bindmethod on our
appcontainer. In a service provider, that will look like:
providersdictionary in the container. The dictionary after this call will look like:
Requestobject and can be retrieved by:
Markdownclass into the container but really don't care what the key binding is called. This is a great reason to use simple binding which will set the key as the object class:
Requestclass and put it into our controller. All controller methods are resolved by the container. Masonite 2.1 only supports annotations resolving by default:
Requestclass and will actually retrieve that class from the container. Masonite will search the container for a
Requestclass regardless of what the key is in the container, retrieve it, and inject it into the controller method. Effectively creating an IOC container with dependency injection. capabilities Think of this as a get by value instead of a get by key like the earlier example.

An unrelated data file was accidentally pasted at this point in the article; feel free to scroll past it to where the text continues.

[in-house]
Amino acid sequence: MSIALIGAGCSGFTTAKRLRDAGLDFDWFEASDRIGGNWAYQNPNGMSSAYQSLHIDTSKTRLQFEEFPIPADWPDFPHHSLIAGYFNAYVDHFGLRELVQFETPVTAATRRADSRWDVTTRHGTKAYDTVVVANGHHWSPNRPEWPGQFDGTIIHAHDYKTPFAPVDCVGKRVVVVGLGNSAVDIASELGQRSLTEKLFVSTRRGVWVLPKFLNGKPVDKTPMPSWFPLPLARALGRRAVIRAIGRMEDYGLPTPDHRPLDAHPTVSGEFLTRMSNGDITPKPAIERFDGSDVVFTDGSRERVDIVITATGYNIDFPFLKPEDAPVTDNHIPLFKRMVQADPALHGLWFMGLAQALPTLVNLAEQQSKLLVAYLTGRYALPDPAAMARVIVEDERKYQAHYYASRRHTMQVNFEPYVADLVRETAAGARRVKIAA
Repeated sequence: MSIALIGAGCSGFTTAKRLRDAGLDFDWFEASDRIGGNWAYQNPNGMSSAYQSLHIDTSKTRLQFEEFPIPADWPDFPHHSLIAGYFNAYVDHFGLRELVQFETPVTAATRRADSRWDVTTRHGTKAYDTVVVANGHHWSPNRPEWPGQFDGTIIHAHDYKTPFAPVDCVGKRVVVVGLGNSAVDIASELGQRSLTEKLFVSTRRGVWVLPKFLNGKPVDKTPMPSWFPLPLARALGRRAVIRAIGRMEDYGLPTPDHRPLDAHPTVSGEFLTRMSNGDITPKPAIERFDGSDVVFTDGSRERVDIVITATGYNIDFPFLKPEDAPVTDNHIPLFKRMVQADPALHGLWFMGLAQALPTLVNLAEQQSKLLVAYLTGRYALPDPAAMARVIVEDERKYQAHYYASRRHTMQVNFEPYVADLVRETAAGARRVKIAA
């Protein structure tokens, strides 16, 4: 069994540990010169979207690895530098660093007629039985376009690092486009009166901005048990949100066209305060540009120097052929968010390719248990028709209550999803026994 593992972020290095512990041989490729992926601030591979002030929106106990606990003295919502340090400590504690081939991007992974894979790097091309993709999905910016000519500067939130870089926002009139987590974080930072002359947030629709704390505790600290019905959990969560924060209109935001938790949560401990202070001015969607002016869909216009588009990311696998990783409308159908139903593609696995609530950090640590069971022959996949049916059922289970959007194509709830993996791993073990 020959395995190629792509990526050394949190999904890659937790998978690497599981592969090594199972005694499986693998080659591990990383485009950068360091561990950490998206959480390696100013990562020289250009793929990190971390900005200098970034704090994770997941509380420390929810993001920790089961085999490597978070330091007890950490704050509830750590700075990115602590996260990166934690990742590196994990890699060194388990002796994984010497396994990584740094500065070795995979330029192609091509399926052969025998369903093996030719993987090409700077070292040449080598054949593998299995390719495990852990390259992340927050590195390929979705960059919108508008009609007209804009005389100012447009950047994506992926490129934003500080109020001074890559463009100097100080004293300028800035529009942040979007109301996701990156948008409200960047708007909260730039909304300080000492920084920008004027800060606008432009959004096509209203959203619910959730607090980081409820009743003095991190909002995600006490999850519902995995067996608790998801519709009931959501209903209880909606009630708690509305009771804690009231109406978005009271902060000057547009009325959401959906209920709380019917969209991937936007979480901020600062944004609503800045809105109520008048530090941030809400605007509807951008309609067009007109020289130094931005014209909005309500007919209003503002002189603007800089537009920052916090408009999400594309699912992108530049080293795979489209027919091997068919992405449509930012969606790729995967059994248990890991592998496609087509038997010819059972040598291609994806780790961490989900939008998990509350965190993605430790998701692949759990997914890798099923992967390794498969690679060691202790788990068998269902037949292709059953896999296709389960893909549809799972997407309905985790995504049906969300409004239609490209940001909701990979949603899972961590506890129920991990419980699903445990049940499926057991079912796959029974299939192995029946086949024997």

Uploaddrivers inherit from the
UploadContractwhich simply acts as an interface for all
Uploaddrivers. Many programming paradigms say that developers should code to an interface instead of an implementation so Masonite allows instances of classes to be returned for this specific use case.
randomFunctionand retrieve them from the service container. There probably won't be many times you'll have to resolve your own code but the option is there.
swapmethod which will be returned instead of the object being resolved. For example this is used currently when resolving the
on_resolve. All we need for the first option is the key or object we want to bind the hook to, and the second option will be a function that takes two arguments. The first argument is the object in question and the second argument is the whole container.
on_make, the function is ran.
Requestobject itself is made from the container. Notice everything is the same except line 6 where we are using an object instead of a string.